This is a guest post by Brenda Morrison, a CCMU board member and a partner at Engaged Public, a Denver-based public policy strategy firm providing public policy development, leadership development, public engagement, dialogue facilitation, and episodic facilitation services. She can be reached at firstname.lastname@example.org.
It is 2:30 p.m. at the School-Based Health Center in Durango High School. In one room, a teen is being counseled after telling his friends he was contemplating suicide. Another student comes in complaining of terrible pain from a migraine.
Meanwhile, a staff member is on the phone arranging an ophthalmologist visit for a 14-year-old girl. The only problem is, the girl does not have insurance, nor do her parents. Not to worry, another staff person begins working with her parents to enroll her on the CHP+ program so that she can be insured.
That is what I witnessed in just ten minutes at the Durango School-Based Health Center. That was only ten minutes, so can you imagine what a regular eight-hour day is like?
School-Based Health Centers are an essential component of our health care system in Colorado, as they primarily serve students who do not have regular access to medical care. While each center is different, some of the services include well-child exams, mental health assessments and treatment, as well as dental exams.
There are more than 50 School-Based Health Centers in Colorado in urban school districts like Denver and Adams County and in rural school areas such as Lamar and Montrose. They continue to expand and grow throughout the state. Next month, a new one is slated to open at Avon Elementary School in Eagle County.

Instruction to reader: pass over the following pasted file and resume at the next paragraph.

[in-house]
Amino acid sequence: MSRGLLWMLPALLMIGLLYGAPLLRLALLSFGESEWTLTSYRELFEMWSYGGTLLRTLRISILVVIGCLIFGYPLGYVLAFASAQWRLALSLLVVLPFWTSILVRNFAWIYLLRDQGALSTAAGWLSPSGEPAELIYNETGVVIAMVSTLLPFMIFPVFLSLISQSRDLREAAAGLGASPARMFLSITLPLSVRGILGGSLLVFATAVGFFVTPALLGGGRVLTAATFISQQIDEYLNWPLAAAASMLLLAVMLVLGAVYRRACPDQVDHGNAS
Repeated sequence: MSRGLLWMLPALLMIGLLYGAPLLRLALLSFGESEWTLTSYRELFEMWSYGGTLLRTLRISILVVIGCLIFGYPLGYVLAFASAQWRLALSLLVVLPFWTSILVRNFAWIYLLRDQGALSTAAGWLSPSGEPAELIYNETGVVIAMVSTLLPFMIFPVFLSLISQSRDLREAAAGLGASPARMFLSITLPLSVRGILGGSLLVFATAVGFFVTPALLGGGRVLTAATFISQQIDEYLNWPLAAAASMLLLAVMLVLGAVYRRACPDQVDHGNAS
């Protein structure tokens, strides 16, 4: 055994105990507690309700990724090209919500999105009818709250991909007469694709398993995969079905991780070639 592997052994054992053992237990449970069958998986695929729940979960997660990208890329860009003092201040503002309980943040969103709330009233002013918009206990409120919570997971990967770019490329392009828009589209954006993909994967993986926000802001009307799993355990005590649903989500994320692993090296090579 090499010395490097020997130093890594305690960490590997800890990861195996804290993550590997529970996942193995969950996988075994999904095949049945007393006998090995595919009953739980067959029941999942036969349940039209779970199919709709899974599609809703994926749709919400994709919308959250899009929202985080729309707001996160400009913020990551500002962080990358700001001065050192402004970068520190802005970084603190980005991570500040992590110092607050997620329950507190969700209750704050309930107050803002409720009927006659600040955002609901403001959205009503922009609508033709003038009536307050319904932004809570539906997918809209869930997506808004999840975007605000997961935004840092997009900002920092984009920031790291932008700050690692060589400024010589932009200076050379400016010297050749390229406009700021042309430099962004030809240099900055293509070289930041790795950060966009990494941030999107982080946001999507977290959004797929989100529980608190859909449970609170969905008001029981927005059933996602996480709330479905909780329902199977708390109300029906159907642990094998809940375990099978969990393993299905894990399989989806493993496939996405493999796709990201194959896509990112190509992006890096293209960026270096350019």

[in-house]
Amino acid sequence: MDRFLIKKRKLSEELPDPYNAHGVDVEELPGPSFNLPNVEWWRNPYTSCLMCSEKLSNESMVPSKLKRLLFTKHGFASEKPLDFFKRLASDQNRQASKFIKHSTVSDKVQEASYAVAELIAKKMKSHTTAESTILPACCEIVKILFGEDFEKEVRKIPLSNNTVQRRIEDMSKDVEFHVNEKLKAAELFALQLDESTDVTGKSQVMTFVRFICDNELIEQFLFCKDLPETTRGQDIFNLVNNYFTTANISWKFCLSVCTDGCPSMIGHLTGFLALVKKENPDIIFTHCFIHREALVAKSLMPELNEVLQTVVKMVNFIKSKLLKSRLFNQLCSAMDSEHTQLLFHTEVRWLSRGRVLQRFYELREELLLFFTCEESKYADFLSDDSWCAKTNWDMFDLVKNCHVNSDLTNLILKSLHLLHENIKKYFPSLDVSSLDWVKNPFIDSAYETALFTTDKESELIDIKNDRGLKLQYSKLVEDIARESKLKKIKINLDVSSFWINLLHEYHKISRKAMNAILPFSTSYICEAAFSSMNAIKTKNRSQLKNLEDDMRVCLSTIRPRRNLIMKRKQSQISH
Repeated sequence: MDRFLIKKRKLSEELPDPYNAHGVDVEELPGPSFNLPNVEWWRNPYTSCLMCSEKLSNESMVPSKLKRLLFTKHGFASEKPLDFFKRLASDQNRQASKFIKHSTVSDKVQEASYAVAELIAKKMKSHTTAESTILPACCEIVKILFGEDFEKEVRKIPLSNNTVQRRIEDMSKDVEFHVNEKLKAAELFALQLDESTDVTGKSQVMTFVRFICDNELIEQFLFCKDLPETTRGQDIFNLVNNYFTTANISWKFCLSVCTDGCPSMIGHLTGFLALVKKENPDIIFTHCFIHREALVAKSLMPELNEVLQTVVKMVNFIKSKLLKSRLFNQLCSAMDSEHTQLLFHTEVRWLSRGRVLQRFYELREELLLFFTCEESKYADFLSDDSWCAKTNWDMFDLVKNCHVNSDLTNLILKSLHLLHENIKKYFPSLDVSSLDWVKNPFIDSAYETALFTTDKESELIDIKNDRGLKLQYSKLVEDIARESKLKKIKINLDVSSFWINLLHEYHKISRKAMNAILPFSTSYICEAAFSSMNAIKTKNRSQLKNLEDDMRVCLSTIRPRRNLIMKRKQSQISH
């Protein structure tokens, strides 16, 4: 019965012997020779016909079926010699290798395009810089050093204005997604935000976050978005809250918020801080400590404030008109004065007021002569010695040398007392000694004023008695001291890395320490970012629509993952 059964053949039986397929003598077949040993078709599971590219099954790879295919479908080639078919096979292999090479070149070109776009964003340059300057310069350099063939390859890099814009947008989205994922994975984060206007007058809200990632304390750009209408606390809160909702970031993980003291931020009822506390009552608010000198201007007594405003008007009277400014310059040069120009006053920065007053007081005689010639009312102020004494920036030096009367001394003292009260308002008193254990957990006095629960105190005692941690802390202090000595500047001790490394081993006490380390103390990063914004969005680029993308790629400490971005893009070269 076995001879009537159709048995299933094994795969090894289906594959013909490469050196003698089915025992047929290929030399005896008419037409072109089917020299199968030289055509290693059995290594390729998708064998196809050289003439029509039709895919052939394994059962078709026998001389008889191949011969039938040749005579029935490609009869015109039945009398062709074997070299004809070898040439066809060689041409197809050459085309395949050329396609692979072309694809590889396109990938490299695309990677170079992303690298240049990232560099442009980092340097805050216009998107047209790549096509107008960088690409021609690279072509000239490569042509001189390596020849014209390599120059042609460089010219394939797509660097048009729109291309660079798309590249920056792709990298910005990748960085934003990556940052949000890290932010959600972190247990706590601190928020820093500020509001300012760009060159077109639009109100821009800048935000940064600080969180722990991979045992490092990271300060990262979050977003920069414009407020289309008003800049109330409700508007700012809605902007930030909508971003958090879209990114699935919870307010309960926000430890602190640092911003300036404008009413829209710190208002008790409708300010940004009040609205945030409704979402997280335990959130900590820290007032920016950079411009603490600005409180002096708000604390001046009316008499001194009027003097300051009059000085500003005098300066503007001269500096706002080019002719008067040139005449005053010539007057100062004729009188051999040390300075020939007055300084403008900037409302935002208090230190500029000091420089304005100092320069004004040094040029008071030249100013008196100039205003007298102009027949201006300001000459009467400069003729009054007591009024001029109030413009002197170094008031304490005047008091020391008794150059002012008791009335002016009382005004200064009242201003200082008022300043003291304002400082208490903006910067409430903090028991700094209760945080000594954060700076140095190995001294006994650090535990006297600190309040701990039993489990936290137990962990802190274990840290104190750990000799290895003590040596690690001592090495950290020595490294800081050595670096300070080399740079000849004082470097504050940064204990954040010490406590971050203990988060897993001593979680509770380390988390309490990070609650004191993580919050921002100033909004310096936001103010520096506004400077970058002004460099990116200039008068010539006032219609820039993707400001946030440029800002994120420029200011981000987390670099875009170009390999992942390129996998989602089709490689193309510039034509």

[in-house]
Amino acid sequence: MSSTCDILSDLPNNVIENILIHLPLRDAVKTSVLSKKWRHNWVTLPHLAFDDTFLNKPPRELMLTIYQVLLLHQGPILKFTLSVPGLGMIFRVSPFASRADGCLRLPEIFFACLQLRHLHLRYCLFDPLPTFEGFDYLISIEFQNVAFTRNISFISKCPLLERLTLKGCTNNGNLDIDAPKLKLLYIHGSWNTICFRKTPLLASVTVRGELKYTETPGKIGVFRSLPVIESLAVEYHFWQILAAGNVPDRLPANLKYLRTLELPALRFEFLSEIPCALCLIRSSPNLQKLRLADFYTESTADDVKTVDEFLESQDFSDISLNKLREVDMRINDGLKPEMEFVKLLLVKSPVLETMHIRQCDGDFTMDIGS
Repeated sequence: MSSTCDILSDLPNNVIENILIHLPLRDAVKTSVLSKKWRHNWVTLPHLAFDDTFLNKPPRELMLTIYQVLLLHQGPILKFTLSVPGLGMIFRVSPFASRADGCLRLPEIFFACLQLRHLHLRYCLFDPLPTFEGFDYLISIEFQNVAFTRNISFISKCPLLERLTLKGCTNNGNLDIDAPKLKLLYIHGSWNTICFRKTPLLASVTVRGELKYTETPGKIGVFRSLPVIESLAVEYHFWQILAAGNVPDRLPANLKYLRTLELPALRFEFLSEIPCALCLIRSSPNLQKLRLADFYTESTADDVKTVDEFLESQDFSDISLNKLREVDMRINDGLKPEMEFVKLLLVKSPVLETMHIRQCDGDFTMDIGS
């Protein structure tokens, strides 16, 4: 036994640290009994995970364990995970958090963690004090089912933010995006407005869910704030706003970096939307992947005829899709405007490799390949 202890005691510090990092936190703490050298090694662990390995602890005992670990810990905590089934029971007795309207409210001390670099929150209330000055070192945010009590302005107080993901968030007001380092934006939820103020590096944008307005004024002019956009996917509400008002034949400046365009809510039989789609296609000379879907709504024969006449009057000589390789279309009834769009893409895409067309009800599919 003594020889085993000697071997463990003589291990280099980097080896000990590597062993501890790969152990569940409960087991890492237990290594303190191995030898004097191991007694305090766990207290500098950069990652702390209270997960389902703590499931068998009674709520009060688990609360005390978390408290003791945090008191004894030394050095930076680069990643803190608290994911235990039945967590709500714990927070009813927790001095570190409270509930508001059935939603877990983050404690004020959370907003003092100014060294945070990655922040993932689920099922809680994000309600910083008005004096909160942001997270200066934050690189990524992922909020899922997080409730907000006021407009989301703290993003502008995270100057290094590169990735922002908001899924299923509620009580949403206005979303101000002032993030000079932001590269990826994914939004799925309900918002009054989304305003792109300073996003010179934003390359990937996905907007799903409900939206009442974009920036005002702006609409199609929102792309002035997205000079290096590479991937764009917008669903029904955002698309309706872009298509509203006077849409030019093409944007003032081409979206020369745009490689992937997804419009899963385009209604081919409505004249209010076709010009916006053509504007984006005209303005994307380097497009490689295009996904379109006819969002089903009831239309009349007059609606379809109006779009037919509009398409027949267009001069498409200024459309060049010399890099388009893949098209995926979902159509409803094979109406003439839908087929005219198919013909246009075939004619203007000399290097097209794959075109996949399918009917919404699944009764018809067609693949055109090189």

These health centers are staffed by dedicated professionals who treat medical issues, but often serve as case managers or what should be referred to as problem solvers. They consider the whole student and what might be going on at home: Is the student getting food at home? Do they have proper supervision after school? Have they seen a family doctor for a checkup?
Although my tour of the School-Based Health Center at Durango High School coincided nicely with my role as the chair of the CCMU Public Policy Committee and specifically with the mission of CCMU, my visit to Durango was with my own organization. Our firm, Engaged Public, specializes in bridging the gap between people and public policy. One way Engaged Public does this is through our Bighorn Leadership Program, which we run in collaboration with Colorado State University’s Office of Engagement.
Over the past year, seven diverse community leaders from Durango participated in the Bighorn Leadership Program. As part of the program, these leaders were charged with coming up with a health-related project. These leaders chose to invest their time in learning more and promoting the Durango School-Based Health Centers (there are two) in their community. What they discovered is that many opinion leaders in the Durango area are entirely unfamiliar with the School-Based Health Centers and the role they play in providing preventive and affordable care.
Studies have shown that healthy students learn better, and so School-Based Health Centers are leading the way in keeping our kids healthy so they can do well in school. The Big Horn Leadership fellows realized that the Durango community—and all communities—need to invest in this important resource for students and families. While it is the job of these leaders to inform and educate their community about the value of their local School-Based Health Centers, I invite you to learn more the facilities in your own community.